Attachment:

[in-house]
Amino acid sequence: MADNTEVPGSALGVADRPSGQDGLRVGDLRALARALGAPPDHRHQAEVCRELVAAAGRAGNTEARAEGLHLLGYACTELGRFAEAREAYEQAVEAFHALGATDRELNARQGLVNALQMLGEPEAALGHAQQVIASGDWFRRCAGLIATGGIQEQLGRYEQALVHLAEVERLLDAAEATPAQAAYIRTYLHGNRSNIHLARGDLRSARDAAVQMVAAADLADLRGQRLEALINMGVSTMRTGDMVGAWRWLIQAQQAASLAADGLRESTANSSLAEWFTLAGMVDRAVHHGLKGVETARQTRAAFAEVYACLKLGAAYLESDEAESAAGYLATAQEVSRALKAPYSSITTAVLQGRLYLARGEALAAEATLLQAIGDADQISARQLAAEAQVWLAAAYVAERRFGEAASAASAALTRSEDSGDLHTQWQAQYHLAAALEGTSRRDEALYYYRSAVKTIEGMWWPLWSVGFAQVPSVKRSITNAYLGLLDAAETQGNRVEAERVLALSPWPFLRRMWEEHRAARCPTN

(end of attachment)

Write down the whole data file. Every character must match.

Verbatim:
[in-house]
Amino acid sequence: MADNTEVPGSALGVADRPSGQDGLRVGDLRALARALGAPPDHRHQAEVCRELVAAAGRAGNTEARAEGLHLLGYACTELGRFAEAREAYEQAVEAFHALGATDRELNARQGLVNALQMLGEPEAALGHAQQVIASGDWFRRCAGLIATGGIQEQLGRYEQALVHLAEVERLLDAAEATPAQAAYIRTYLHGNRSNIHLARGDLRSARDAAVQMVAAADLADLRGQRLEALINMGVSTMRTGDMVGAWRWLIQAQQAASLAADGLRESTANSSLAEWFTLAGMVDRAVHHGLKGVETARQTRAAFAEVYACLKLGAAYLESDEAESAAGYLATAQEVSRALKAPYSSITTAVLQGRLYLARGEALAAEATLLQAIGDADQISARQLAAEAQVWLAAAYVAERRFGEAASAASAALTRSEDSGDLHTQWQAQYHLAAALEGTSRRDEALYYYRSAVKTIEGMWWPLWSVGFAQVPSVKRSITNAYLGLLDAAETQGNRVEAERVLALSPWPFLRRMWEEHRAARCPTN